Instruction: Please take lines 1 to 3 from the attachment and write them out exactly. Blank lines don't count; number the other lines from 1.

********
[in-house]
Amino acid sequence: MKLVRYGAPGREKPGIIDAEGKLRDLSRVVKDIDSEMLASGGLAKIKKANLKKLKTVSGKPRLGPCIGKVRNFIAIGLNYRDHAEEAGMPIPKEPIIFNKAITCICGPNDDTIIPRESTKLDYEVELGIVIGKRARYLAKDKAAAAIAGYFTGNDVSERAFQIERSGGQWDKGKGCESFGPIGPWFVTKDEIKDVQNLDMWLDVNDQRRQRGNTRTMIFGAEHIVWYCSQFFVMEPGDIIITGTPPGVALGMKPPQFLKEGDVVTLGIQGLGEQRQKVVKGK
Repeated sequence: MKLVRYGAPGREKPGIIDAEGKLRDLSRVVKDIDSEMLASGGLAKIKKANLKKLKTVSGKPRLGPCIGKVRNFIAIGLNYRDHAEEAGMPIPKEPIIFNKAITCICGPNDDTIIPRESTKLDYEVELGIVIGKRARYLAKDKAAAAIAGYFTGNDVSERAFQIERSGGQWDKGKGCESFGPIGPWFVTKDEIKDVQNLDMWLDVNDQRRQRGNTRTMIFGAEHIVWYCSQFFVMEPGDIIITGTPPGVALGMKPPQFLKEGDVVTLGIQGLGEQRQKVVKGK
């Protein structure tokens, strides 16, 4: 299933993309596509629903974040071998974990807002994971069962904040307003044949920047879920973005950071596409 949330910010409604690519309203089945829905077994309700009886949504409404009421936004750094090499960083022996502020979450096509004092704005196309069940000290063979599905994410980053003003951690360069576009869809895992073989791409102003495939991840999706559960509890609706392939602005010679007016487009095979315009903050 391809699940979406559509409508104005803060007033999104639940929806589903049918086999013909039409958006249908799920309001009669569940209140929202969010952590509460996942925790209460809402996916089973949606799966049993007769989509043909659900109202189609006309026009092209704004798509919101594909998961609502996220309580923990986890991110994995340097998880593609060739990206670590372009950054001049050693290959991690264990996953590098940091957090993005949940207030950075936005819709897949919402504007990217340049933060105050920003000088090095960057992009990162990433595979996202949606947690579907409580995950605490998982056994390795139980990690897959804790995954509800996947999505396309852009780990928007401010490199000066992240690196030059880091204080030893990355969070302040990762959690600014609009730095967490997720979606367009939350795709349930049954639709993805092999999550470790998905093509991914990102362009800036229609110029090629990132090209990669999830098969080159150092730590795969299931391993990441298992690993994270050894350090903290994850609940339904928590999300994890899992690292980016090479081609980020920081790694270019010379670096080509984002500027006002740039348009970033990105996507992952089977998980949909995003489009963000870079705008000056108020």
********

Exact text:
[in-house]
Amino acid sequence: MKLVRYGAPGREKPGIIDAEGKLRDLSRVVKDIDSEMLASGGLAKIKKANLKKLKTVSGKPRLGPCIGKVRNFIAIGLNYRDHAEEAGMPIPKEPIIFNKAITCICGPNDDTIIPRESTKLDYEVELGIVIGKRARYLAKDKAAAAIAGYFTGNDVSERAFQIERSGGQWDKGKGCESFGPIGPWFVTKDEIKDVQNLDMWLDVNDQRRQRGNTRTMIFGAEHIVWYCSQFFVMEPGDIIITGTPPGVALGMKPPQFLKEGDVVTLGIQGLGEQRQKVVKGK
Repeated sequence: MKLVRYGAPGREKPGIIDAEGKLRDLSRVVKDIDSEMLASGGLAKIKKANLKKLKTVSGKPRLGPCIGKVRNFIAIGLNYRDHAEEAGMPIPKEPIIFNKAITCICGPNDDTIIPRESTKLDYEVELGIVIGKRARYLAKDKAAAAIAGYFTGNDVSERAFQIERSGGQWDKGKGCESFGPIGPWFVTKDEIKDVQNLDMWLDVNDQRRQRGNTRTMIFGAEHIVWYCSQFFVMEPGDIIITGTPPGVALGMKPPQFLKEGDVVTLGIQGLGEQRQKVVKGK